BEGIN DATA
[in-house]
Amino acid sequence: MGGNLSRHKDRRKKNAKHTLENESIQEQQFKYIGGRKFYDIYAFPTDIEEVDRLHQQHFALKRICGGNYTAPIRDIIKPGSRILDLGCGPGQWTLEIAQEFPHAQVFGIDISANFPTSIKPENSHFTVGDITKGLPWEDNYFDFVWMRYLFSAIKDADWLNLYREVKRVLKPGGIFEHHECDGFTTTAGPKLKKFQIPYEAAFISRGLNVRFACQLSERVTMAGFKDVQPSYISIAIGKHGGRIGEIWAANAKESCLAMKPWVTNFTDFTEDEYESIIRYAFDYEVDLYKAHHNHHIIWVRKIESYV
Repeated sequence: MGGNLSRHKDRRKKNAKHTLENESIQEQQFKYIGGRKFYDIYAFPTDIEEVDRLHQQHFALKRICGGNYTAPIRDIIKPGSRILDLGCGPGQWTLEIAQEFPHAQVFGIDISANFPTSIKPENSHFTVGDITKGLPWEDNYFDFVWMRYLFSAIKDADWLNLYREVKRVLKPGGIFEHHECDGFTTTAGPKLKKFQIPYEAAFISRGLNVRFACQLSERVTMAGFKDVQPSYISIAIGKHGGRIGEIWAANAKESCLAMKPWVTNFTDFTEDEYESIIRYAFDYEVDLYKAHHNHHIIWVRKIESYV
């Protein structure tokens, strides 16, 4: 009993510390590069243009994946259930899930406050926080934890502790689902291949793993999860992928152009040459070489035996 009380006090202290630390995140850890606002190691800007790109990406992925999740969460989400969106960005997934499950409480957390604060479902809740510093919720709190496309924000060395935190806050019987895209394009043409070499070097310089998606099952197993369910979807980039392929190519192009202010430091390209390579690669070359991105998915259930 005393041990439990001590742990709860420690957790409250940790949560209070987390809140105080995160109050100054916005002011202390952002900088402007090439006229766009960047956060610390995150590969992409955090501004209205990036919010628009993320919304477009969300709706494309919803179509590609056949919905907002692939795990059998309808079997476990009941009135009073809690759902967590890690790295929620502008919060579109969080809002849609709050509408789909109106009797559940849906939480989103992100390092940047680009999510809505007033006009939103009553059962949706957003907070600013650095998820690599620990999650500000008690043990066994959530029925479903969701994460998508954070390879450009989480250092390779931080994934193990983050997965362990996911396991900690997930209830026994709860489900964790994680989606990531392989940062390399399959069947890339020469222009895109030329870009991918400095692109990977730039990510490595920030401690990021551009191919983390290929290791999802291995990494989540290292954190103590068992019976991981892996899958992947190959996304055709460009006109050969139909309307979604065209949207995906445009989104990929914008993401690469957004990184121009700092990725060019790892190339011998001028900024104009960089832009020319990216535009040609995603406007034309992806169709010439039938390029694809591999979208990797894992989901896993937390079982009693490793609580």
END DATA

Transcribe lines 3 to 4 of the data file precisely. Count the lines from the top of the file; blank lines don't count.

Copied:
Repeated sequence: MGGNLSRHKDRRKKNAKHTLENESIQEQQFKYIGGRKFYDIYAFPTDIEEVDRLHQQHFALKRICGGNYTAPIRDIIKPGSRILDLGCGPGQWTLEIAQEFPHAQVFGIDISANFPTSIKPENSHFTVGDITKGLPWEDNYFDFVWMRYLFSAIKDADWLNLYREVKRVLKPGGIFEHHECDGFTTTAGPKLKKFQIPYEAAFISRGLNVRFACQLSERVTMAGFKDVQPSYISIAIGKHGGRIGEIWAANAKESCLAMKPWVTNFTDFTEDEYESIIRYAFDYEVDLYKAHHNHHIIWVRKIESYV
């Protein structure tokens, strides 16, 4: 009993510390590069243009994946259930899930406050926080934890502790689902291949793993999860992928152009040459070489035996 009380006090202290630390995140850890606002190691800007790109990406992925999740969460989400969106960005997934499950409480957390604060479902809740510093919720709190496309924000060395935190806050019987895209394009043409070499070097310089998606099952197993369910979807980039392929190519192009202010430091390209390579690669070359991105998915259930 005393041990439990001590742990709860420690957790409250940790949560209070987390809140105080995160109050100054916005002011202390952002900088402007090439006229766009960047956060610390995150590969992409955090501004209205990036919010628009993320919304477009969300709706494309919803179509590609056949919905907002692939795990059998309808079997476990009941009135009073809690759902967590890690790295929620502008919060579109969080809002849609709050509408789909109106009797559940849906939480989103992100390092940047680009999510809505007033006009939103009553059962949706957003907070600013650095998820690599620990999650500000008690043990066994959530029925479903969701994460998508954070390879450009989480250092390779931080994934193990983050997965362990996911396991900690997930209830026994709860489900964790994680989606990531392989940062390399399959069947890339020469222009895109030329870009991918400095692109990977730039990510490595920030401690990021551009191919983390290929290791999802291995990494989540290292954190103590068992019976991981892996899958992947190959996304055709460009006109050969139909309307979604065209949207995906445009989104990929914008993401690469957004990184121009700092990725060019790892190339011998001028900024104009960089832009020319990216535009040609995603406007034309992806169709010439039938390029694809591999979208990797894992989901896993937390079982009693490793609580």